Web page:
Do girls really experience more math anxiety?

Girls report more math anxiety on general survey measures but are not actually more anxious during math classes and exams, according to new research forthcoming in Psychological Science, a journal of the Association for Psychological Science.

Existing research suggests that females are more anxious when it comes to mathematics than their male peers, despite similar levels of achievement. But Thomas Götz and Madeleine Bieg of the University of Konstanz and the Thurgau University of Teacher Education and colleagues identified a critical limitation of previous studies examining math anxiety: They asked students to describe more generalized perceptions of mathematics anxiety, rather than assessing anxiety during actual and exams.

To address this limitation, the researchers conducted two studies in which they collected data from approximately 700 students from grades 5 to 11. In the first study, they compared students' responses on two different measures: A questionnaire measuring anxiety about math tests, and their real-time self-reports of anxiety directly before and during a math exam. In the second study, they compared questionnaire measures of math anxiety with repeated real-time assessments obtained during math classes via mobile devices.

Findings from the two studies replicated prior research and existing , showing that girls reported more math anxiety than boys on generalized assessments, despite similar .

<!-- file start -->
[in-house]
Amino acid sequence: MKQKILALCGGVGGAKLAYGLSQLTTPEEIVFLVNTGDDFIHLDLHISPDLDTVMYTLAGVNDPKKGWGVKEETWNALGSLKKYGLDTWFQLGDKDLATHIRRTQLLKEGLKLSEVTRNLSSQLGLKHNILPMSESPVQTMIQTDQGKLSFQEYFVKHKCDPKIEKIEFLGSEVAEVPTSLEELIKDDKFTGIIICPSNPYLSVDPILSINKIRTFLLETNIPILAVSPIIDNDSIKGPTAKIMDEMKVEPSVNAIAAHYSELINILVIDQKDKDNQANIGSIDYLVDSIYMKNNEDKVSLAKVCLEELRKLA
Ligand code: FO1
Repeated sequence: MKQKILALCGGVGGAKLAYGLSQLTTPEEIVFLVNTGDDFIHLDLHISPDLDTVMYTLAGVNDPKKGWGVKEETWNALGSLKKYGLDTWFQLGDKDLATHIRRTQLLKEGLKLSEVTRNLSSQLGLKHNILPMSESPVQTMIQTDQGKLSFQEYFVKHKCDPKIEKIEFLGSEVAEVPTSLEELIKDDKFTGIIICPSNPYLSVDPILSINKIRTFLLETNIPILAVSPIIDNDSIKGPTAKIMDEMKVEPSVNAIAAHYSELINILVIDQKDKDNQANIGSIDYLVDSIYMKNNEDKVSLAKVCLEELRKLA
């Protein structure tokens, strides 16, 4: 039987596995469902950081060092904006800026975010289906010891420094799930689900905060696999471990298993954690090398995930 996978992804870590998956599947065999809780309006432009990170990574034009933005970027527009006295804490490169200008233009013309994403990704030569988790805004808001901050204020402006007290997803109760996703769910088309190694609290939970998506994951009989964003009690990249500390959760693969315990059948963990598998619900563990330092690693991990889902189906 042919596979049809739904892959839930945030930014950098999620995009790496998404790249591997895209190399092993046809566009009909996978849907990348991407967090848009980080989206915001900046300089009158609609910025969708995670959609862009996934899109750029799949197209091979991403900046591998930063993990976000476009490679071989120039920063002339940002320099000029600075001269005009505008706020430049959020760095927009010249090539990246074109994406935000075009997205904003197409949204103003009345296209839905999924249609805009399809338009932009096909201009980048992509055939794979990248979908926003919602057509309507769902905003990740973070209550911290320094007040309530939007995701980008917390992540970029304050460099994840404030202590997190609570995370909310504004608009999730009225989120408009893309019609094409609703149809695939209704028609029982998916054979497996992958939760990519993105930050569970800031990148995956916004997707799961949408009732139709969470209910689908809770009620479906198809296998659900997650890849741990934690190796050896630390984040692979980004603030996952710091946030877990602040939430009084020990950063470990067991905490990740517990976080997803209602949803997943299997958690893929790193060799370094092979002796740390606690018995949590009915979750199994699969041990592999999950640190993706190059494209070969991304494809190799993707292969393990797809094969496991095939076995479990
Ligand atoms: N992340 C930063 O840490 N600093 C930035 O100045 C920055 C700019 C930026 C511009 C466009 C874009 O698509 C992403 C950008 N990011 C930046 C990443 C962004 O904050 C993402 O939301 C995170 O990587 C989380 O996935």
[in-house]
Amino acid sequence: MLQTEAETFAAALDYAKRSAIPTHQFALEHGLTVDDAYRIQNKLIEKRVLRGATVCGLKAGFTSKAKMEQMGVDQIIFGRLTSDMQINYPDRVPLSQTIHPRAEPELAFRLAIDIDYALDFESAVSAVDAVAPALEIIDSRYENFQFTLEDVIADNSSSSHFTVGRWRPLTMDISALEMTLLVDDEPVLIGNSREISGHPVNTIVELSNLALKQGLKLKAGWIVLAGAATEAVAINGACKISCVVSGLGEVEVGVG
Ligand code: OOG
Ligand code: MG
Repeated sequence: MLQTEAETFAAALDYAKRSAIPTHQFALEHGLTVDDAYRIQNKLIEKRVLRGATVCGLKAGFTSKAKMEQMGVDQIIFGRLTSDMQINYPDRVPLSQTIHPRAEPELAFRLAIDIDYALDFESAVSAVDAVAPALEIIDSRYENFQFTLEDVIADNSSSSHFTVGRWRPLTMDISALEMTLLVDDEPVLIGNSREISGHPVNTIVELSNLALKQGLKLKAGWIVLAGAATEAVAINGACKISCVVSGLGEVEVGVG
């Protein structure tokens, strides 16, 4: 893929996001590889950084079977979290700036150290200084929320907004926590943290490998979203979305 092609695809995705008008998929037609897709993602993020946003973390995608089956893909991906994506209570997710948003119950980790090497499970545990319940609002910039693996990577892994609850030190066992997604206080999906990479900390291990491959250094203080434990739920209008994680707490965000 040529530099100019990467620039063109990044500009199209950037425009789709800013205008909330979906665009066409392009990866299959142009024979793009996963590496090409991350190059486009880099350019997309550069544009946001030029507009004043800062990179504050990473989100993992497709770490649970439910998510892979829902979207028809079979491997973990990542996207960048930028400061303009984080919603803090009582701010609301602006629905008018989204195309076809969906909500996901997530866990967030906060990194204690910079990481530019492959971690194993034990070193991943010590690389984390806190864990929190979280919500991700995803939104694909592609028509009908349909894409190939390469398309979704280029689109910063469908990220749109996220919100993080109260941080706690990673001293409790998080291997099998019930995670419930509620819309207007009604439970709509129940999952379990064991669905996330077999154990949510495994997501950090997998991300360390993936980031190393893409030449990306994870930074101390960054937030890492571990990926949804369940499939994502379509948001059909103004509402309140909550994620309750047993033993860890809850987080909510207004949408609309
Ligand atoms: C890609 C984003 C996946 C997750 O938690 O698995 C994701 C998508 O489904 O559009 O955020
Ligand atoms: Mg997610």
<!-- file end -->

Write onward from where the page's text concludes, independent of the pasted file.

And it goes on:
However, the data obtained during math exams and classes revealed that girls did not experience more anxiety than boys in real-life settings.

The data further suggest that lower self-reported competence in mathematics may underlie the discrepancy between the levels of anxiety reported by girls in the two settings. The researchers note that general questionnaires may allow inaccurate beliefs about math ability to negatively bias girls' assessments of their math abilities and exacerbate their .

According to Götz, Bieg, and colleagues, these results suggest that stereotyped beliefs regarding , rather than actual ability or anxiety differences, may be largely responsible for women not choosing to pursue careers in math-intensive domains.

Related Stories

Recommended for you

Could summer camp be the key to world peace?

12 hours ago

According to findings from a new study by University of Chicago Booth School of Business Professor Jane Risen, and Chicago Booth doctoral student Juliana Schroeder, it may at least be a start.

Gender disparities in cognition will not diminish

Jul 28, 2014

The study, published in the Proceedings of the National Academy of Science, investigated the extent to which improvements in living conditions and educational opportunities over a person's life affect cognitive abilities and th ...

Facial features are the key to first impressions

Jul 28, 2014

A new study by researchers in the Department of Psychology at the University of York shows that it is possible to accurately predict first impressions using measurements of physical features in everyday images of faces, such ...

User comments